Your Career in Simulation
Two thousand companies and three hundred billion dollars of market cap. These are the staggering outputs of startup incubator Y Combinator since it launched in 2005.
For five years Sam Alman was president of Y Combinator, but he left in 2019 to become the CEO of OpenAI. From the former Pioneer Trunk Factory building in the Mission District, OpenAI has been on a tear releasing one record-breaking AI system after the next, including the famous GPT-3 language model last June.
With one foot in startups and the other in AI, Altman has an interesting vantage point from which to make predictions. In his essay, Moore’s Law for Everything, Altman speculates that AIs will drastically accelerate the worsening wealth inequality in this country and beyond.
To stave this off he proposes something called the American Equity Fund which will channel the machine-driven corporate bounty into a Universal Basic Income for every American adult.
He would populate this fund two ways. First, by having companies contribute 2.5% of their market value every year in shares, not in cash. Second, with a new steep federal tax on land. Altman interestingly argues that land is one of the few things that AIs cannot devalue since there is a fixed supply.
Altman says that increasingly AIs will do all the work, but with his system, we will all get some of the gains. What he doesn’t address, which is what interests me here, is what will people do with all their free time if the machines are doing all the work?
Enter the Virtual Air Traffic Simulation Network (VATSIM). This is an organization with over 100,000 active members who perform as air traffic controllers for pilots who are flying simulated airplanes. The pilots can join virtual airlines, such as United Virtual, and their flights take place in real-time. So a five-hour flight takes the pilot five hours to complete.
VATSIM: Air Traffic Control Simulator
The air traffic controller at a busy virtual airport might be juggling dozens of planes, using special controller software while talking to each virtual pilot by voice. It can get really intense. You could call it a game, but if so it’s a game where the objective is simply to behave exactly as if it’s not a game, as if it were real.
The interesting thing though is what happens in Altman’s future when AIs take over the jobs of flying the real planes and talking to those planes from the ground? I strongly suspect VATSIM will continue on as it is today.
So then it will no longer be just a simulation of the airline industry, it will be a historical simulation of how the airline industry used to be before AIs took over. It will be a simulation frozen in time, forever.
So what will people do when the AIs are doing all the real work? For many people work provides more than an income, it provides meaning and purpose. It provides a reason to get out of bed in the morning. It provides a medium for connecting to other people, for talking about the world and your life.
I strongly suspect not everyone will be satisfied with watching streaming television all day or playing on social networks like TikTok. I suspect many people will be drawn to VATSIM-type networks where they will work in simulations, even if there is no money in it. And VATSIM is just scratching the surface.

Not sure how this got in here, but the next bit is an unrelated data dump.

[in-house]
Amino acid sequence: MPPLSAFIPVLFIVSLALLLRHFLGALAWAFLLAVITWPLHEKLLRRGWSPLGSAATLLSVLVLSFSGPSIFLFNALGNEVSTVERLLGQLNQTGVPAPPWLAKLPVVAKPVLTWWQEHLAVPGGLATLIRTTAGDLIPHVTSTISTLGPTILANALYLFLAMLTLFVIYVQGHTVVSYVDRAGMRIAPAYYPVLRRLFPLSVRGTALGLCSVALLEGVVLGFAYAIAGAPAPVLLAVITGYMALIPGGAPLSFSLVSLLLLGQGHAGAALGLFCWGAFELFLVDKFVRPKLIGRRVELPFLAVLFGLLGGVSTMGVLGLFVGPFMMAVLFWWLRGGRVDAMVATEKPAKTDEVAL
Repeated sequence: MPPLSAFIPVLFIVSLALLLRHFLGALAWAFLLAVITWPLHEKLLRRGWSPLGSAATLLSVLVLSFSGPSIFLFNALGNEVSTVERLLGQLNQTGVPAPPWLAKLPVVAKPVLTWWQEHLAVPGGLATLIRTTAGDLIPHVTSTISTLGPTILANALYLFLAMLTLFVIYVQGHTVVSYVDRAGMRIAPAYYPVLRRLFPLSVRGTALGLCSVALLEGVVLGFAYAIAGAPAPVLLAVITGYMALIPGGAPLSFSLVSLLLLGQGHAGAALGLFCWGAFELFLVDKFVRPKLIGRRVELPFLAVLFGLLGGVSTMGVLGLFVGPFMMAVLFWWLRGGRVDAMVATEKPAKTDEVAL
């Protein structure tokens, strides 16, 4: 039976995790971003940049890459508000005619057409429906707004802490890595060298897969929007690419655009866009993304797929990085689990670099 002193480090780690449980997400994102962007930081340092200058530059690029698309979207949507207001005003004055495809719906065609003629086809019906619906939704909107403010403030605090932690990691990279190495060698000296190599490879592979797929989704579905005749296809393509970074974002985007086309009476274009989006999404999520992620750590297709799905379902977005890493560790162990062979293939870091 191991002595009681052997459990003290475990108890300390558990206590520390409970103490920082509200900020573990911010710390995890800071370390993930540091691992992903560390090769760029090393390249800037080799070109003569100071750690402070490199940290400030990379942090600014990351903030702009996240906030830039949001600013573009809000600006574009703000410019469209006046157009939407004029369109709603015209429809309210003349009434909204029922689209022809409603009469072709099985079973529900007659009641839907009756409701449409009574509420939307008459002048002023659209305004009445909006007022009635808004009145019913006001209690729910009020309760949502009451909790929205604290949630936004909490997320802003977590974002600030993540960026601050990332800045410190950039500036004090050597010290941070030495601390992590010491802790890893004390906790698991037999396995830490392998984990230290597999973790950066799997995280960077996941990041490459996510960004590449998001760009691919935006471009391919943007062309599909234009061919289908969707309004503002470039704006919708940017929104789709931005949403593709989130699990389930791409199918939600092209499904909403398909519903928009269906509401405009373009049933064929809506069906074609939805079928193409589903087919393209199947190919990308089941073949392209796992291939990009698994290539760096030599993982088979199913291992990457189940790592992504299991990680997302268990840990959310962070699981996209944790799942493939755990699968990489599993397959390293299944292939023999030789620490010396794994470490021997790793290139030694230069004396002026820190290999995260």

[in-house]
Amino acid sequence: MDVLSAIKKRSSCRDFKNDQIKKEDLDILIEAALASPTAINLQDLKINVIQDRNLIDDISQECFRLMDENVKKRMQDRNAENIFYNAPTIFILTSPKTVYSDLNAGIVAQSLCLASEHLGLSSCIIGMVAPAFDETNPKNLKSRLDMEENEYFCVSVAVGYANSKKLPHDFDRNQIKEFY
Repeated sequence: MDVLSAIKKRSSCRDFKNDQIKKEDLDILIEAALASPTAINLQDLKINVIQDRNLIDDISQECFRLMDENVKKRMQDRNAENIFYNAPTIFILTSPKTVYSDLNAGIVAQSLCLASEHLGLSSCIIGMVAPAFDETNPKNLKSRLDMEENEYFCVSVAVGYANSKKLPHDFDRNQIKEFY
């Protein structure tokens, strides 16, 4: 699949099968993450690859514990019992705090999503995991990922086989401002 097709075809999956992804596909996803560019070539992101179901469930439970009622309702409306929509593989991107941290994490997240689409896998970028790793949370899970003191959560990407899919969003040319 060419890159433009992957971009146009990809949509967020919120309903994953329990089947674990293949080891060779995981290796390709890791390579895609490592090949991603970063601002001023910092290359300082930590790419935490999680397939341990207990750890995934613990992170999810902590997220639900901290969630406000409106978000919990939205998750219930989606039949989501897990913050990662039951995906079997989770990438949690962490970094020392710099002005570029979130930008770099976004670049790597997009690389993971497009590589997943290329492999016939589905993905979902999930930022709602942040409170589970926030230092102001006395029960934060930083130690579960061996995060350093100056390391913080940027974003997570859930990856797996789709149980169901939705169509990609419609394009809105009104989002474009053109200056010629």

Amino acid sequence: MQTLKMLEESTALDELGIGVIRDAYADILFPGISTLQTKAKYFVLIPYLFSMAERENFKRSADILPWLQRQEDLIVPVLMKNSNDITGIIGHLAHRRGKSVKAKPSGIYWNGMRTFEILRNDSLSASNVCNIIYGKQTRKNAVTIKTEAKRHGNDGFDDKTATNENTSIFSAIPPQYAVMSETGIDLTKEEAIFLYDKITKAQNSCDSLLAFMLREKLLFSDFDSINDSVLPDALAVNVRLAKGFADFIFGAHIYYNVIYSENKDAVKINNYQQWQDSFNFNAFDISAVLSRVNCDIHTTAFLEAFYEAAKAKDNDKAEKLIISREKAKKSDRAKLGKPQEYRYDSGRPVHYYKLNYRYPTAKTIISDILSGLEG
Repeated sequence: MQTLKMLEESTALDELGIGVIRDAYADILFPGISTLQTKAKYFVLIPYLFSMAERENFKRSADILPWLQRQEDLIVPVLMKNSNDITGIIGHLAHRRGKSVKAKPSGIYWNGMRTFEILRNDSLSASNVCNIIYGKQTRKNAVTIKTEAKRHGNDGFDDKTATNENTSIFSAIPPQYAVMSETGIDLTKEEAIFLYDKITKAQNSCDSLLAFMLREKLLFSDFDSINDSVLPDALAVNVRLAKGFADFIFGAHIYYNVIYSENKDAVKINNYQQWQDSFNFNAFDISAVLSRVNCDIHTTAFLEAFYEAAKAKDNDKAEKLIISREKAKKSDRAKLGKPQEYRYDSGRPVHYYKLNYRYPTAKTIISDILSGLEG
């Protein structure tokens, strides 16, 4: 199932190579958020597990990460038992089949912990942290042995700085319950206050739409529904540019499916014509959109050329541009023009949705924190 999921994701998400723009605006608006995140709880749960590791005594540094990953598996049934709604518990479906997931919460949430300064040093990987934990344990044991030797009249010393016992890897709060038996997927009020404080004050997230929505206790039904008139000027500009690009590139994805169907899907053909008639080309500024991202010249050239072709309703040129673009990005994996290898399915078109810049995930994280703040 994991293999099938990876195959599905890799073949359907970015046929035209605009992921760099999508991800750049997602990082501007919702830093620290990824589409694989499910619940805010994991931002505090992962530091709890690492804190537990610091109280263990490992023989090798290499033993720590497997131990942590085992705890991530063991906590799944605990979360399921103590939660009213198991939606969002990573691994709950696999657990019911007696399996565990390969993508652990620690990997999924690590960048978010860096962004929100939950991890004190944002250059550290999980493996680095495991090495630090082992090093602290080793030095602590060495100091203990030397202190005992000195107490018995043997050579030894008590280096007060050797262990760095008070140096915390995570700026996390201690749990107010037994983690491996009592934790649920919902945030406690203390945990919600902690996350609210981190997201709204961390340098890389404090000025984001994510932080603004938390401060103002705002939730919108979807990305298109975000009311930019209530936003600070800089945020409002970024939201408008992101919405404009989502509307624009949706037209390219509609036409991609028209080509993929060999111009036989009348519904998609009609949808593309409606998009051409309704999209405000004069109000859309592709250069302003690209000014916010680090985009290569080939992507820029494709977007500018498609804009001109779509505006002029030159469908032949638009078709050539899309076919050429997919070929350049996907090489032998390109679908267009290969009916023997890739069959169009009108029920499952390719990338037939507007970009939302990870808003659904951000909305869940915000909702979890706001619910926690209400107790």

Imagine if you could be a detective in the 1950s, or advertising executive in the 1960s, or a real-estate mogul in the 1980s. But these are not games, they are not designed just to entertain you. They are jobs, they will require many hours of actual work. And you have to conduct yourself by the rules of the simulation or you will be kicked out, relegated to some less-reputable and less-fun simulation.
Instead, you need to work your way up. Do your job, play the role, be a good participant. Think of a festival like Burning Man. You are not supposed to show up and gawk. Yes, you are watching the show, but you are also putting on the show, at the same time.
Stranger Things (Netflix)
One reason The Queen’s Gambit and Stranger Things are set in other decades is that it’s much easier to tell those stories without the inconvenience of modern technology. If the Stranger Things kids had cell phones to text each other with, or if Beth Harmon logged into an internet chess server to practice, it would ruin those stories.
When AIs and robots meet everyone’s desires in the real world, people are going to crave living in the past, when you had to do things and talk to people.
Every decade of America’s history and every century of the world has its own quirks and features based on the technology at that time. We know from movies and TV that set designers can create amazing recreations of any point in the past, the AIs will do this even better, and we’ll enjoy simply inhabiting these places, beyond even our actual tasks.
And this is not a video game, you are not the star, aliens are not going to attack. This will be real. You are one among many, playing your part. Making connections with real people who are playing their part. Kind of like in regular life.
So the future might be very much like The Matrix. Except that you’ll know you are in a simulation. And you can change the channel anytime you want.
- The Simulation Hypothesis
- The Simulation Argument - Bostrom
- Do We Live in a Simulation? - Scientific American